Pirate Party On Course For Historic Election Win in Iceland
The Pirate Party in Iceland continues its shakeup of the local political arena. According to the latest polls the party now has a serious shot at taking part in the next Government coalition, with roughly 20 percent of all votes one week before the parliamentary elections.
Oct 23 2016
Founded in 2006 by Rick Falkvinge, the Pirate party movement has scored some significant victories over the years.
The greatest success is the continuing presence in the European Parliament, but in Iceland the local Pirate Party is writing history as well.
Iceland’s Pirates have a great track record already, with three members in the national Parliament. However, more may join in the future as the party has added many new supporters in recent months.
With elections just a week away the tension is growing. The Pirates have been leading the polls for most of the year and are currently neck-and-neck with the Social Democratic Alliance to become the largest party in the country.
This brings the Pirates in an unusual position where they have to start thinking about possible partners to form a coalition Government, for the first time in history.
TF spoke with Ásta Helgadóttir, Member of Parliament for the Icelandic Pirate Party, who says that the party is ready to bring the change many citizens are longing for.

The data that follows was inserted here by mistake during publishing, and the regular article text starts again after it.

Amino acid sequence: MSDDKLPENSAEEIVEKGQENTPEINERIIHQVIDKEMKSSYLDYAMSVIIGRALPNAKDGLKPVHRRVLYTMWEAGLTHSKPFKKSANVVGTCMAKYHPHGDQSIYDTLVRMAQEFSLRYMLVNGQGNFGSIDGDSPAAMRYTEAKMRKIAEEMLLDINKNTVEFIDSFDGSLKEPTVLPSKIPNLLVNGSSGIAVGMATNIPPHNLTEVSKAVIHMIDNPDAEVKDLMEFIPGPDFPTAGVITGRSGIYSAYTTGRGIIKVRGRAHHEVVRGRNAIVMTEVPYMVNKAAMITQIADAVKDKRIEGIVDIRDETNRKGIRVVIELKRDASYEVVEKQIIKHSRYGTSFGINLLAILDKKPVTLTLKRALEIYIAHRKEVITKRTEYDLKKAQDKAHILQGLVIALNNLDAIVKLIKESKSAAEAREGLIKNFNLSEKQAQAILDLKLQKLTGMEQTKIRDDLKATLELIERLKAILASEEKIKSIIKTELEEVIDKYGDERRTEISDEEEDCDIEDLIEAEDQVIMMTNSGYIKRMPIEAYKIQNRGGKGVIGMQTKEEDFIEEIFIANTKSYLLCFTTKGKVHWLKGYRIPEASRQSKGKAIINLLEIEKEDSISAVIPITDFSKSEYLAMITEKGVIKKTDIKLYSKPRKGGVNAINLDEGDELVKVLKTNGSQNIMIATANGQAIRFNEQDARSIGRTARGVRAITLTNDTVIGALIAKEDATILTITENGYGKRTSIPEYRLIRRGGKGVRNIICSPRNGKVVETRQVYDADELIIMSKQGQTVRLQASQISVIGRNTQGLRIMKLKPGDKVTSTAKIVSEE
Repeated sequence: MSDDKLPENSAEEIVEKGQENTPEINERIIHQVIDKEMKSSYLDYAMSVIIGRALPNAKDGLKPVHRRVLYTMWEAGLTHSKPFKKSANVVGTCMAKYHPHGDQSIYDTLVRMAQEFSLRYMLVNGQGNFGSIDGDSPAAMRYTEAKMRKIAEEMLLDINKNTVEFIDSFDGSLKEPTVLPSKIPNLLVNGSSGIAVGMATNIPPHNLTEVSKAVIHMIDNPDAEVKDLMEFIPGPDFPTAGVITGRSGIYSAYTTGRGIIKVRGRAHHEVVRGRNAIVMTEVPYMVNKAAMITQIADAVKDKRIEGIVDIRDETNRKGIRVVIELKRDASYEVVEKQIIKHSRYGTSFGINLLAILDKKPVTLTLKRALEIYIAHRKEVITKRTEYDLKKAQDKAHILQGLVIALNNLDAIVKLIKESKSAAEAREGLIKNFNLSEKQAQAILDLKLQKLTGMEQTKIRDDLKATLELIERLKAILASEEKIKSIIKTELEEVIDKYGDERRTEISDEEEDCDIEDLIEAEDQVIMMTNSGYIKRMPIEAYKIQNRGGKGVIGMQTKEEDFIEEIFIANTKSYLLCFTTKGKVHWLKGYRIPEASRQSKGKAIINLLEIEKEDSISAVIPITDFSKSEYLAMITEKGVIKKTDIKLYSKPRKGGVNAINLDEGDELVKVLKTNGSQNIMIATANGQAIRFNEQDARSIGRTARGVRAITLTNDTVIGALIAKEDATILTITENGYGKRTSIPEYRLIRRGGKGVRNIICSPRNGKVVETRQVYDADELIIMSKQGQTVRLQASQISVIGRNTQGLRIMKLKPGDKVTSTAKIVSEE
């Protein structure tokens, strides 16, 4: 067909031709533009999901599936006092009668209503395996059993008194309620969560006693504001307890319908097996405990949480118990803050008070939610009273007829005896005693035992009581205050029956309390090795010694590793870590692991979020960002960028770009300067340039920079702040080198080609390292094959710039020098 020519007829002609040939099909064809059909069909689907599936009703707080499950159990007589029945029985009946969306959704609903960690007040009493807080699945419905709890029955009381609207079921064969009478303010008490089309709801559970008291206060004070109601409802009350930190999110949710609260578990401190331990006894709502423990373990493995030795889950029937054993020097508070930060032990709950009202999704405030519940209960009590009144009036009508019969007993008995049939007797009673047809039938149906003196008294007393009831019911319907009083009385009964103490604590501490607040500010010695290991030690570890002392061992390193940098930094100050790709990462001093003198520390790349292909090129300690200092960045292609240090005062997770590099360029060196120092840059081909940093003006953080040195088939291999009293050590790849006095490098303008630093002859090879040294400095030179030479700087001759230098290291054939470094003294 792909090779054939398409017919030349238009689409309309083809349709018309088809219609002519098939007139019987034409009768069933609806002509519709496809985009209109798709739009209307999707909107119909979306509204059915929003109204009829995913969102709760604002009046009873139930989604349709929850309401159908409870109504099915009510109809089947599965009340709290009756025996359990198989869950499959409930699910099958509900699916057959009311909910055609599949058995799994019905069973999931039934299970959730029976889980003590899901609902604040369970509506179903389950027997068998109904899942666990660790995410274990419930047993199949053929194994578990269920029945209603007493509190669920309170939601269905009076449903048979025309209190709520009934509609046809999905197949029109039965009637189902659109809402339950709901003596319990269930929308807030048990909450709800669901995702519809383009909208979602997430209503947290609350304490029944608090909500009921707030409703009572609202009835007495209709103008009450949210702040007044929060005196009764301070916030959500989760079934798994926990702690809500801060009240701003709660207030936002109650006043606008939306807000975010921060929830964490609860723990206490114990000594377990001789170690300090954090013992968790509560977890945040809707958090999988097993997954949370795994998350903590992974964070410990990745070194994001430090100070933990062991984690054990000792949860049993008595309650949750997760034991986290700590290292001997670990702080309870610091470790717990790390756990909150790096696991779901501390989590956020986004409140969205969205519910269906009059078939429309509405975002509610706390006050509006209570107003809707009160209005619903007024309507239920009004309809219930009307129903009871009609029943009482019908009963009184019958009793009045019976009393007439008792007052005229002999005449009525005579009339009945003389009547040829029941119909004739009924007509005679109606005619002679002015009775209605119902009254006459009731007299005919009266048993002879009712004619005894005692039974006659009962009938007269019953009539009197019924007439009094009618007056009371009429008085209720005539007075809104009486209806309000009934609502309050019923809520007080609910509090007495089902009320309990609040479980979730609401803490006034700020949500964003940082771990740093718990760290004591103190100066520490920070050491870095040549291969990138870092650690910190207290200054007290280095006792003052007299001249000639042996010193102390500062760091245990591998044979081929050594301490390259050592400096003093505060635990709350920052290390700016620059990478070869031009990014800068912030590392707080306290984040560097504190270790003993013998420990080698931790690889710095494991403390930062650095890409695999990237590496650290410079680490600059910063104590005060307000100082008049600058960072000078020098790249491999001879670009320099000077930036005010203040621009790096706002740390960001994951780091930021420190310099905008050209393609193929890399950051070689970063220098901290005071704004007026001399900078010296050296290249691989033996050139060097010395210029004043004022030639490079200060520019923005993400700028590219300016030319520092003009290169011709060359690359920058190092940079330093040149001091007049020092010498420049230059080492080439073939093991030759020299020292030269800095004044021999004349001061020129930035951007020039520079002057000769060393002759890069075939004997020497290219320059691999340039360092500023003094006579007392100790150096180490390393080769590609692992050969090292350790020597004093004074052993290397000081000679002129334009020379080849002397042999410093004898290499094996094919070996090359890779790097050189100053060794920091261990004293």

“Firstly, by adopting a new constitution which has already been voted on in a non-binding referendum,” Helgadóttir says.
“This will change how Iceland functions as a democracy, transitioning into a much more meaningful democracy. The Pirates are focused on decentralization of power, access to information and civil and human rights. The pillars of any meaningful notion of democracy.”
Despite the Pirate name, copyright issues are not central to their plans. That said, they have spoken out against recent web-blocking efforts.
Iceland’s ISPs have been ordered to block access to ‘infringing’ sites such as The Pirate Bay, which the party sees as a step in the wrong direction. The party fears that these censorship efforts will lead to more stringent measures.
“These measures are not a solution and only exacerbate the problem. There needs to be a review of copyright law and how creators are compensated for their work,” Helgadóttir notes, adding that some ISPs are planning to fight the blockades in court.
While the Pirate Party movement has always appealed to the younger generations, in Iceland it receives support across all age groups. One of their main selling points is a broad and clear vision for Iceland that breaks with the current political establishment.
The Pirate Party was in part formed by supporters of the Icelandic Modern Media Initiative, a unanimously adopted parliamentary resolution to create the optimal environment for freedom of information and free expression.
“This work is still under way but something the Pirates want to implement,” Helgadóttir says.